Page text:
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Authors: Yusuf Blanton

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CHAPTER NINETEEN

SERENITY DAVIS

March, 2006

 

They say after a year-long relationship, it generally takes six month to get over your ex. I was with Markus Glenn for just over one month, and half a year later; I still missed him more than anything.

The realization hit me one cold winter day when the breeze blew briskly, and I sat on a wooden park bench looking out to nature sadly. A wig of straight, brown hair replaced what used to be dreadlocks; complimenting my light skin to the point that I almost looked Caucasian. As I watched the birds fly together loyally, I remembered the man that I had discarded out of fear, and I began to sob woefully.

“Serenity, is that you?” asked a strange feminine voice from close by. When I looked up, I recognized my old cubicle partner; Monica.

“Monica, what are you doing here?!” I squealed, doing my best to hide my sour reflections.

“Girl, this is my morning jog route. The question is, what are you doing here? What happened to your hair, and why did you leave our job without notification?”

“The hair and the job are both long stories,” I began. “I’m just here to catch up on some thoughts. I’m glad you’re doing well.”

“Serenity - I might not have known you forever, but I know when a sister is down. What’s going on boo-boo?”

“Monica, it’s nothing. I’m just thinking about that man I used to love, Markus. And, how I kind of let things fall apart for nothing. I mean, granted, I was going through some personal struggles; and I’m really just barely on my feet now. But, I love him. I loved him from the first time I saw him, heard his voice, and felt that intrinsic connection.”

“Girl, you’re on that Shakespeare shit again, but if you’re telling me you broke up with Markus Glenn - I need to smack you. Call that man up! You still have his number saved, don’t you?”

“Yeah, I think I do. I’ve got a new phone, but my contacts are the same.”

“Well, whatever girl. You call that man, you make some extra-light caramel babies, and you bring them by the office so Aunty Monica can spoil the shit out of them. Are we clear?”

“Yes, Monica. Thank you.”

 

After moments of deep contemplation and a few more tears, I realized I had nothing left to lose. My ex-husband was dead, my step-father was in jail for life, my grandfather was locked away for dementia, my mother had followed an Egyptian man back to his country, and realistically, things had been over between Markus and me for some time. At least trying to get one of those things back would be a comfort, if even possible.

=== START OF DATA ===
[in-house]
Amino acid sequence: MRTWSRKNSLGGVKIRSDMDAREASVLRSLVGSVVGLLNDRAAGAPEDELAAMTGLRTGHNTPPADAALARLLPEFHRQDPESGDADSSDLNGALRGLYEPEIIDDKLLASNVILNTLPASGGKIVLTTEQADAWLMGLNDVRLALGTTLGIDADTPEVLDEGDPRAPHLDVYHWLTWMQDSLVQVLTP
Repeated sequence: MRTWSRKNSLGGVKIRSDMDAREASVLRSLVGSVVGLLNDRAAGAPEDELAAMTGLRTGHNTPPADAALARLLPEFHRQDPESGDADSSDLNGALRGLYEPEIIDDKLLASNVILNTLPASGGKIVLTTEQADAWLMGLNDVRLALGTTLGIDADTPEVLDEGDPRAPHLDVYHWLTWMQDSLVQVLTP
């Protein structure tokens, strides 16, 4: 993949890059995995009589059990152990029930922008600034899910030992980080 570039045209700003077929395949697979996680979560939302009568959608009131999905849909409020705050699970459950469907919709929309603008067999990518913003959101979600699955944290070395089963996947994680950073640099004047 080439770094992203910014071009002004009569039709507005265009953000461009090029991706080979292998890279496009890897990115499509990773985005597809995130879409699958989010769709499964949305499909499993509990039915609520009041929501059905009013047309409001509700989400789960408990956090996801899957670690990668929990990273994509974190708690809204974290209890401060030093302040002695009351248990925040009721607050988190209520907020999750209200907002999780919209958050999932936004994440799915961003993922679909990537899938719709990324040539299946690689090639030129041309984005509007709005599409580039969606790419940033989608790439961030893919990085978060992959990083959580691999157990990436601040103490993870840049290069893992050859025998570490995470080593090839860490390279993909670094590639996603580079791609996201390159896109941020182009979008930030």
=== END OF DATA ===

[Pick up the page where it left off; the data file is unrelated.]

The phone rang three times, before eventually I heard his baritone voice answer with a sexy light rasp. “Hello?”

“Hello Markus, this is Serenity.”

“The Serenity?! Serenity Davis?! Hold on, my heart’s palpitating. I’m gonna have to lie down for this one.”

“You’re funny, Markus. But, yes. How are you?”

Our conversation rolled on for two hours, as I shivered on the park bench and exchanged life information. I told him about what happened that fateful night, the amount of in-patient counseling I endured to stabilize myself, and my living situation in a women’s group home.

“That’s great, Serenity. Are you happy there?”

“I don’t know if ‘happy’ is the word, Markus, but I’m getting better. I didn’t have a bite to eat for twenty days after the trauma. They’ve got me back up to two meals a day which is good for now.”

“Good for you - that’s amazing! So, we should get together sometime. Maybe for coffee?” he proposed, seemingly never shocked by my oversized baggage.

“Coffee would be great, Markus. But, I’ve got to be home by nine o’ clock. My facility has a curfew,” I giggled, hoping the laughter would mask my embarrassment.

“No problem. I’ll pick you up in two hours, and have you back well before the evening sets in.”

“Okay, Markus. I’ll see you then.”

 

As the phone clicked off, I experienced an overwhelming mix of excitement and reluctance. I knew Markus was the man my heart desired, and a part of me felt whole knowing there’d be another opportunity to build a future. But, another part of me - one tangled in doubt, damage, and paranoia - had me feeling as though “love” was beyond my human capability.

If my stay at the group home had made one thing clear, it was that my mental condition was one of fragility. While formally waking up to the smell of coffee, work, and a busy schedule had maintained a sense of social normalcy in my life; waking up every day to women with shattered dreams, sleepless nights, and psychological diagnoses had yielded the opposite result especially when I realized I was no better or more well-adjusted than the worst of them. For the past months, my days had been spent in grueling therapy sessions where my full energy was exercised trying to articulate the memories that tortured my soul.

Before allowing the unease to become a dysfunctional form of hysteria, I decided to brush myself off and get ready for my meeting with Markus. Although I knew the chance of failure outweighed the national trend of obesity; I had to at least give things another shot. Too much of my life had been stripped away from me involuntarily. Although perhaps haphazard, ill-prepared, or pessimistically executed; this was my attempt at regaining a fundamental part of my life.

CHAPTER TWENTY

MARKUS GLENN